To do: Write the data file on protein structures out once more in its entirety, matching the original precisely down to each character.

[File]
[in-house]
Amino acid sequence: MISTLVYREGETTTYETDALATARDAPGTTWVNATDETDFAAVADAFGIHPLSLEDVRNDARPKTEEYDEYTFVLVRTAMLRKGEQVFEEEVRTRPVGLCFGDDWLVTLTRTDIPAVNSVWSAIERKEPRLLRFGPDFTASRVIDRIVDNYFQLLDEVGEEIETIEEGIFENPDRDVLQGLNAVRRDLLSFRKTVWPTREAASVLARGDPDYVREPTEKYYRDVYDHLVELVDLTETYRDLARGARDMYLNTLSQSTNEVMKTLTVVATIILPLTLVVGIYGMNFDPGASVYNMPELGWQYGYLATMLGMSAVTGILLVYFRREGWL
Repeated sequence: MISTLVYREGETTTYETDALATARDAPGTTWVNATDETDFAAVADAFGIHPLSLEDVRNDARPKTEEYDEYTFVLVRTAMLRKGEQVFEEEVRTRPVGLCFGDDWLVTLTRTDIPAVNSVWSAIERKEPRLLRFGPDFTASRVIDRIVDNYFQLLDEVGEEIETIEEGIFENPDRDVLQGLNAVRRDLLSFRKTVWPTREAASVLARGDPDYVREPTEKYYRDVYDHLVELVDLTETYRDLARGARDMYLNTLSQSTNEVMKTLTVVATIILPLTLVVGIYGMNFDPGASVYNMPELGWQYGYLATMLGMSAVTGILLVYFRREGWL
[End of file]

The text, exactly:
[in-house]
Amino acid sequence: MISTLVYREGETTTYETDALATARDAPGTTWVNATDETDFAAVADAFGIHPLSLEDVRNDARPKTEEYDEYTFVLVRTAMLRKGEQVFEEEVRTRPVGLCFGDDWLVTLTRTDIPAVNSVWSAIERKEPRLLRFGPDFTASRVIDRIVDNYFQLLDEVGEEIETIEEGIFENPDRDVLQGLNAVRRDLLSFRKTVWPTREAASVLARGDPDYVREPTEKYYRDVYDHLVELVDLTETYRDLARGARDMYLNTLSQSTNEVMKTLTVVATIILPLTLVVGIYGMNFDPGASVYNMPELGWQYGYLATMLGMSAVTGILLVYFRREGWL
Repeated sequence: MISTLVYREGETTTYETDALATARDAPGTTWVNATDETDFAAVADAFGIHPLSLEDVRNDARPKTEEYDEYTFVLVRTAMLRKGEQVFEEEVRTRPVGLCFGDDWLVTLTRTDIPAVNSVWSAIERKEPRLLRFGPDFTASRVIDRIVDNYFQLLDEVGEEIETIEEGIFENPDRDVLQGLNAVRRDLLSFRKTVWPTREAASVLARGDPDYVREPTEKYYRDVYDHLVELVDLTETYRDLARGARDMYLNTLSQSTNEVMKTLTVVATIILPLTLVVGIYGMNFDPGASVYNMPELGWQYGYLATMLGMSAVTGILLVYFRREGWL